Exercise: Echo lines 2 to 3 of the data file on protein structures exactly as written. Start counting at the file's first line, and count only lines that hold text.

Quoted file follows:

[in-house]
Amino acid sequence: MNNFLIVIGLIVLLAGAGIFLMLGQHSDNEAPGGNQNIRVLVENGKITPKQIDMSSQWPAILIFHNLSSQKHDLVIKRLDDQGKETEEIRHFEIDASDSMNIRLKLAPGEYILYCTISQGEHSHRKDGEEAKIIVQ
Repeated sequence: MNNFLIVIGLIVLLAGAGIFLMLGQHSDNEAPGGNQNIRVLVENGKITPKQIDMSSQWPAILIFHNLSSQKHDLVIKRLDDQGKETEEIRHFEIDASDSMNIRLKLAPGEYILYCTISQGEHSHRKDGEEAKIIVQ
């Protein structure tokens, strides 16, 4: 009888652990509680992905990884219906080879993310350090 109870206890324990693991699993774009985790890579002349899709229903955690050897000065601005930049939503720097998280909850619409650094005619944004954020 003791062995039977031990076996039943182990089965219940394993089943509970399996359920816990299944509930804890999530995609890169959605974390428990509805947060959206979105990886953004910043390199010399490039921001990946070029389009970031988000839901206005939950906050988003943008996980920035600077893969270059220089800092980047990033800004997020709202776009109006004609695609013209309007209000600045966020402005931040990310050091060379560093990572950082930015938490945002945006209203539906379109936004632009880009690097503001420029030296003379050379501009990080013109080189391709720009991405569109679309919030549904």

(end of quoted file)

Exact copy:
Amino acid sequence: MNNFLIVIGLIVLLAGAGIFLMLGQHSDNEAPGGNQNIRVLVENGKITPKQIDMSSQWPAILIFHNLSSQKHDLVIKRLDDQGKETEEIRHFEIDASDSMNIRLKLAPGEYILYCTISQGEHSHRKDGEEAKIIVQ
Repeated sequence: MNNFLIVIGLIVLLAGAGIFLMLGQHSDNEAPGGNQNIRVLVENGKITPKQIDMSSQWPAILIFHNLSSQKHDLVIKRLDDQGKETEEIRHFEIDASDSMNIRLKLAPGEYILYCTISQGEHSHRKDGEEAKIIVQ